How Our Brains Play Angry Birds With The World

New research suggests we may use an "intuitive physics engine"—similar to those found in video games—to make rapid everyday inferences.

Every day our brains make lightning quick surveys of the physical world whether we realize it or not. We know how dishes would fall off the tray if the waitress doesn't carry it carefully. We know it's time for a child to come down from the tree if we see a branch bend a certain way. We know where to release the Angry Bird to beat the level we've been playing since the subway door closed. Most of the time, at least, we know what's coming.

Cognitive scientists have proposed any number of theories for how people perform these advanced evaluations so successfully, regardless of their grades in high school physics. Given the widespread affection for physics-related games, people seem to have some innate appreciation for the physical complexity of these concepts and moments. But the precise mental process we use remains a bit of a mystery.

A trio of MIT scientists has suggested a new theory: people possess an "intuitive physics engine" capable of running rich physical simulations on everything around us. These simulations are similar to the ones computers run during video games with two exceptions. They take into account uncertainty and they trade precision for speed; in technical terms, they're approximate and probabilistic.

"What happened in the past, what will happen—the way you form those judgments is based on these simulations supported by an intuitive physics engine," Peter Battaglia, lead author of a paper on the idea, recently published in Proceedings of the National Academy of Sciences, tells Co.Design. "It's a very powerful way of making these predictions."

The intuitive physics engine theory says that our brains develop three-dimensional geometric models of real-world scenes we wish to evaluate. These models consider static variables like the shape and spatial arrangement of objects in the scene, dynamic ones like motion and friction, and external factors like gravity. Using approximate rules of physics, our intuitive engines can simulate how these scenes will look a moment later, and suggest a probable outcome—as if our brains were playing Angry Birds with the world.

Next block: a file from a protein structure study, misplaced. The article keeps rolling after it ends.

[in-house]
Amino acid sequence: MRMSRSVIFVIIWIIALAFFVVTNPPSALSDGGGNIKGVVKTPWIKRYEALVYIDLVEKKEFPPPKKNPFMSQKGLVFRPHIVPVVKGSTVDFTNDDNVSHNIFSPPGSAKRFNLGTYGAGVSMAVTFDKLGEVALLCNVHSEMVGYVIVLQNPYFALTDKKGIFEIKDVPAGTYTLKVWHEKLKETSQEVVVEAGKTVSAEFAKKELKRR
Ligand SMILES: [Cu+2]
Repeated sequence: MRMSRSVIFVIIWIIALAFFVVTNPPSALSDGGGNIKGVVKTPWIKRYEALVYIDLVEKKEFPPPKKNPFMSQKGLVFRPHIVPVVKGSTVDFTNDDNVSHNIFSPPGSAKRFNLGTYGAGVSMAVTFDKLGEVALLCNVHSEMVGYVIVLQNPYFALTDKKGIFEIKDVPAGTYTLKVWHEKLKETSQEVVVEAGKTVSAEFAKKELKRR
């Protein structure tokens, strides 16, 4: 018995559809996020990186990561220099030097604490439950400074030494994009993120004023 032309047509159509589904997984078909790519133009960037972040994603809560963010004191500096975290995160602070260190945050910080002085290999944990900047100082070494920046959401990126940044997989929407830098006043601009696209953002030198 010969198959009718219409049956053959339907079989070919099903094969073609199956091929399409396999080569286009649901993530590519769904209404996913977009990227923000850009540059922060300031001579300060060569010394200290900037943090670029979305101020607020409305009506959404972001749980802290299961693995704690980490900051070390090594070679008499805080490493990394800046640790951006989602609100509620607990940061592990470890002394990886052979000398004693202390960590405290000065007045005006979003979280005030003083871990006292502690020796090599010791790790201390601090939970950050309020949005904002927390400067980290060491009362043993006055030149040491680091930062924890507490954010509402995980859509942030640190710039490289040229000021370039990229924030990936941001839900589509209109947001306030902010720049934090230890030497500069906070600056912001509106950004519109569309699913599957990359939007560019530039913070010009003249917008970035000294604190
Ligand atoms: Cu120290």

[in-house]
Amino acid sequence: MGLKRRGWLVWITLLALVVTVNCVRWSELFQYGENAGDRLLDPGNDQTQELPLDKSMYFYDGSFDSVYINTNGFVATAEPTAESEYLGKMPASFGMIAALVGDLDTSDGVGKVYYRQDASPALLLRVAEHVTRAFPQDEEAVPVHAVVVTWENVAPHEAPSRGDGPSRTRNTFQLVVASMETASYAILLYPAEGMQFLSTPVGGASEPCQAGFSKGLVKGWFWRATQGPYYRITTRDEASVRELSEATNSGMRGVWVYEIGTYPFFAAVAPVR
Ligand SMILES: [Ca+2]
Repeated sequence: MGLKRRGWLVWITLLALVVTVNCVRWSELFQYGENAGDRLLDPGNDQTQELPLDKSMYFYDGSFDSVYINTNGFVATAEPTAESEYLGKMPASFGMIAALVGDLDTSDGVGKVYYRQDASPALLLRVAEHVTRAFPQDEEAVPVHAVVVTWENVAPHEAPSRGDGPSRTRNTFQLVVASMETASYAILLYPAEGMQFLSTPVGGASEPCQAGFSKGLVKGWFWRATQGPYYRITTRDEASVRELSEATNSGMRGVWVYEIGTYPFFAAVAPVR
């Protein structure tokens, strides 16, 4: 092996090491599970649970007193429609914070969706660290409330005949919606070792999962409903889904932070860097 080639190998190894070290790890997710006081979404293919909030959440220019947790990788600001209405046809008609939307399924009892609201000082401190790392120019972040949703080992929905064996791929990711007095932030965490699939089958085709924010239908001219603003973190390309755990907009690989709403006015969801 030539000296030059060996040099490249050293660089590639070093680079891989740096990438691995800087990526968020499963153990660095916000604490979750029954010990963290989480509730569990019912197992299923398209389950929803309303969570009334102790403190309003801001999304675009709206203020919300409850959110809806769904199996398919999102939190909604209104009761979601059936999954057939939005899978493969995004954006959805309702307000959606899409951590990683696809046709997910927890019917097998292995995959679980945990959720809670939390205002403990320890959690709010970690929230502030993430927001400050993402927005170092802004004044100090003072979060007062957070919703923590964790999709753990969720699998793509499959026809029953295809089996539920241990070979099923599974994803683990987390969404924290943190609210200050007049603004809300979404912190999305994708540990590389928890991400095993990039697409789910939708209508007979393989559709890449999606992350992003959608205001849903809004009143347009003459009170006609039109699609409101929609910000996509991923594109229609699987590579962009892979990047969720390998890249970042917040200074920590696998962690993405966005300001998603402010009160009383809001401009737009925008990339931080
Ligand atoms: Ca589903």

Battaglia and colleagues tested the theory in a series of experiments designed to gauge how we understand everyday scenes. One test was called "Will It Fall?" As the name suggests, study participants looked at about 60 different arrangements of building blocks and determined whether or not each would fall.

Image: Courtesy of Peter Battaglia

Other experiments tweaked the scene a bit (adding blocks with varying weights) and asked different questions (such as which direction the blocks will fall). The most complicated scene showed test participants a table with red and yellow blocks on top and asked them to imagine someone bumping into the table hard enough to knock them off. They had to decide whether red or yellow blocks were more likely to fall.

Image: Courtesy of Peter Battaglia

Across five of these psychophysical tests, people responded in a way that matched up well with the predictions made by an intuitive physics engine and much less well with other potential cognitive models. These rejected alternatives included a "ground truth" model, which runs a pure and precise physics simulation, as opposed to an approximate and probabilistic one. These ground truth models don't account for uncertainties like a gust of wind, or a minor misalignment.

Take responses to one "Will It Fall?" test that showed a stack of precariously balanced blocks (below). In fact, the blocks are arranged in a way that would not fall over, which a perfect ground truth physics model would recognize. But test participants believed the stack would topple over because their intuitive physics engine considered—and evidently accepted—the possibility of a slight but critical imbalance.